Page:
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9/10/2008
New Zealand Man Loses Car Over Fish
Fisheries agents in New Zealand confiscate a car belonging to a man accused of holding a bag that appeared to contain fish.

Honda Integra
Officials in New Zealand took a man's car because he ignored a roadblock set up by Ministry of Fisheries agents. On August 27, Gisborne District Court Judge Phil Gittos handed down a NZ$1000 fine against Tai Kehu Crawford, 63, and ordered his Honda Integra automobile to be confiscated. Crawford was not present at the hearing and was found guilty by default.

"Fisheries rules are there to protect the resource for the population and those who consider ignoring them for their own benefit should be aware that their chances of being caught are high and consequences serious," East Coast District Compliance Manager Tom Teneti said in a statement.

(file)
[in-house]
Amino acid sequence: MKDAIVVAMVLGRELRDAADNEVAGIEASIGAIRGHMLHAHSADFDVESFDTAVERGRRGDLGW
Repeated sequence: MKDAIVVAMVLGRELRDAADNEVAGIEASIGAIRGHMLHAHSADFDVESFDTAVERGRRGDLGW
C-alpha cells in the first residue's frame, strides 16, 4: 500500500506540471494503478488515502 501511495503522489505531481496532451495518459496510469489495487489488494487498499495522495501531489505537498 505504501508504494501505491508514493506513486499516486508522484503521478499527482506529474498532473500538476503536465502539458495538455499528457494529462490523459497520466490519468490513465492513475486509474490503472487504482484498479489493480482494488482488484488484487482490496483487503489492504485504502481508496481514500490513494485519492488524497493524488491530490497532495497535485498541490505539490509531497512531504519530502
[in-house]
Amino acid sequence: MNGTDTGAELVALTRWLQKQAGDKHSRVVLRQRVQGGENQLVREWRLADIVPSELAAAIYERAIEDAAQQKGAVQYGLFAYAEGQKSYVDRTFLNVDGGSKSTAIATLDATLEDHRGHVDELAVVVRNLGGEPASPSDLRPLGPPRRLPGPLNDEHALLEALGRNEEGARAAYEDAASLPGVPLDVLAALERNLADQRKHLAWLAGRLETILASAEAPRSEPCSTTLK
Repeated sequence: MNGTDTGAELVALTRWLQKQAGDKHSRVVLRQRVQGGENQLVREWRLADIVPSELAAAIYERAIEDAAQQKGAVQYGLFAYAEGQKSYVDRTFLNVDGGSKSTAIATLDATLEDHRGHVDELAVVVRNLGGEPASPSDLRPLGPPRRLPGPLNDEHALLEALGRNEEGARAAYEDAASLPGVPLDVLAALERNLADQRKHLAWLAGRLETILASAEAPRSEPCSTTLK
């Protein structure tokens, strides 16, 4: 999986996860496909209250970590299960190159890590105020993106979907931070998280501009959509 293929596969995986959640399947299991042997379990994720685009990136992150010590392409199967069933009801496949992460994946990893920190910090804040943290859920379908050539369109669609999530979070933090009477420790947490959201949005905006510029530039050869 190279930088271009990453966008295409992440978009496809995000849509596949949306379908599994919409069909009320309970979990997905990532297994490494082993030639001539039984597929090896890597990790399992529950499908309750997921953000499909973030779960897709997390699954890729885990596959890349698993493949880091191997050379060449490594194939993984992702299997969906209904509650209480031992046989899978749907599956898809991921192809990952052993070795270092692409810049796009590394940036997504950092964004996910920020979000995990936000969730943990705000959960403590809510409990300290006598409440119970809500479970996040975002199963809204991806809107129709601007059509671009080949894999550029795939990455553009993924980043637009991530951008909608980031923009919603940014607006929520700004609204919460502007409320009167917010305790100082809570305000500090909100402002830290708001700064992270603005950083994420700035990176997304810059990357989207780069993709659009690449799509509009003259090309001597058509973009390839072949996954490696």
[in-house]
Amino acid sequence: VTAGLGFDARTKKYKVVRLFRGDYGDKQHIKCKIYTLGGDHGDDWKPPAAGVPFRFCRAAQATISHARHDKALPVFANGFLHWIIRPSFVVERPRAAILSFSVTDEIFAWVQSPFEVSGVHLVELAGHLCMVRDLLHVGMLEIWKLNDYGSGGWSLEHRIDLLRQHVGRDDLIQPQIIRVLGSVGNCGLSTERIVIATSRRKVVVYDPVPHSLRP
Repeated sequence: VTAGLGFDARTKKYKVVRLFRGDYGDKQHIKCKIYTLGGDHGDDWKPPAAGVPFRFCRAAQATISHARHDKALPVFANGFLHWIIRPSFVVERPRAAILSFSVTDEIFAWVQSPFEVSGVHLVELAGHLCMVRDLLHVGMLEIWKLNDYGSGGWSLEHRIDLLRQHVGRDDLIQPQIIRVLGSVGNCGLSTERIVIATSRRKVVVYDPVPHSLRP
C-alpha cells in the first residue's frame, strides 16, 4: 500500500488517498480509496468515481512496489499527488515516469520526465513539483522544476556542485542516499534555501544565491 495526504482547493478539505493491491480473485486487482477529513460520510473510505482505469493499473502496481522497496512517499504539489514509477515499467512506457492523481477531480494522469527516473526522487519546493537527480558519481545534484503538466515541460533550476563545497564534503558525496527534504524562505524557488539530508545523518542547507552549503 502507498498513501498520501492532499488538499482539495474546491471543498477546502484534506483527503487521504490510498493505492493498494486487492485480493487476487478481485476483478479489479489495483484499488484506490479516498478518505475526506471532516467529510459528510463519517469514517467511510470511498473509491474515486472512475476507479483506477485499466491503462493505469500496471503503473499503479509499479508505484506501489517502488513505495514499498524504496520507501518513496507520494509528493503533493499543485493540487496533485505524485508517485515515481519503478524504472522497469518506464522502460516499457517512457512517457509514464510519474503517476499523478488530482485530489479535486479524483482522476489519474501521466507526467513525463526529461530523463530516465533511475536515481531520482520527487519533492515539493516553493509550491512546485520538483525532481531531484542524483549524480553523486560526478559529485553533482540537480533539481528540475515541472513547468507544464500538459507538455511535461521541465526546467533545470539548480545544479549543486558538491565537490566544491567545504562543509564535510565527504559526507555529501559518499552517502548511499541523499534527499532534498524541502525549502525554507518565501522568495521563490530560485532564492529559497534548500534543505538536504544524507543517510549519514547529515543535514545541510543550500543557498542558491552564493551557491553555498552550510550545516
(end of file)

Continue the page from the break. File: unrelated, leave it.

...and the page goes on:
The Fisheries Act 1996 gives agents the authority to enter an automobile or ship for any reason and conduct a thorough search. If unauthorized fishing is suspected, the act allows the agent to seize that vehicle or vessel. This was the incentive behind the April roadblock in Okitu where an Fisheries officer tried, and failed, to catch Crawford. Crawford allegedly made a rude gesture with his fingers as he drove around the roadblock's cones without stopping.

A Fisheries officer testified that he saw Crawford hold a bag containing "orange objects similar to crayfish." That was enough for Gittos to issue the order forfeiting Crawford's car to the Crown. Earlier this month the ministry had seized two other cars worth up to NZ$25,000. One owner was accused of fishing on the beach. The other lost his car because he sold fish at a flea market after going fishing.



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